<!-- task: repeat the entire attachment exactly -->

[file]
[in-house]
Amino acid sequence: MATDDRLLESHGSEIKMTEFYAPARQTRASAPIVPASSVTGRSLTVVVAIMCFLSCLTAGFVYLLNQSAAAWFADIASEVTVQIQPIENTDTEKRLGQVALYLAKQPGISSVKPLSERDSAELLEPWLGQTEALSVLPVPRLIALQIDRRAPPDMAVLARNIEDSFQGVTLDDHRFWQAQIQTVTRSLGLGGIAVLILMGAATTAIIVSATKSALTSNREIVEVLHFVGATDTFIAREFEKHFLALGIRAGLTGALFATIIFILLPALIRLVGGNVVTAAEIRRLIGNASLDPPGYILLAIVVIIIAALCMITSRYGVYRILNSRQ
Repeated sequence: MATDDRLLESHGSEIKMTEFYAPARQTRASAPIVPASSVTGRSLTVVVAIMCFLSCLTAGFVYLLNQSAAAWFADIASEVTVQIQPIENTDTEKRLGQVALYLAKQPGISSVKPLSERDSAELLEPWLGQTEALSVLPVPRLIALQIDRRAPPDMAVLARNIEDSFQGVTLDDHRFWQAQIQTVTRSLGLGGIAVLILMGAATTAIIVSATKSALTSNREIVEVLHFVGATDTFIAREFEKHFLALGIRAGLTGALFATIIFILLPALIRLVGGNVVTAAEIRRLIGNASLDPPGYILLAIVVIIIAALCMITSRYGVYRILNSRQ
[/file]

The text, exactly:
[in-house]
Amino acid sequence: MATDDRLLESHGSEIKMTEFYAPARQTRASAPIVPASSVTGRSLTVVVAIMCFLSCLTAGFVYLLNQSAAAWFADIASEVTVQIQPIENTDTEKRLGQVALYLAKQPGISSVKPLSERDSAELLEPWLGQTEALSVLPVPRLIALQIDRRAPPDMAVLARNIEDSFQGVTLDDHRFWQAQIQTVTRSLGLGGIAVLILMGAATTAIIVSATKSALTSNREIVEVLHFVGATDTFIAREFEKHFLALGIRAGLTGALFATIIFILLPALIRLVGGNVVTAAEIRRLIGNASLDPPGYILLAIVVIIIAALCMITSRYGVYRILNSRQ
Repeated sequence: MATDDRLLESHGSEIKMTEFYAPARQTRASAPIVPASSVTGRSLTVVVAIMCFLSCLTAGFVYLLNQSAAAWFADIASEVTVQIQPIENTDTEKRLGQVALYLAKQPGISSVKPLSERDSAELLEPWLGQTEALSVLPVPRLIALQIDRRAPPDMAVLARNIEDSFQGVTLDDHRFWQAQIQTVTRSLGLGGIAVLILMGAATTAIIVSATKSALTSNREIVEVLHFVGATDTFIAREFEKHFLALGIRAGLTGALFATIIFILLPALIRLVGGNVVTAAEIRRLIGNASLDPPGYILLAIVVIIIAALCMITSRYGVYRILNSRQ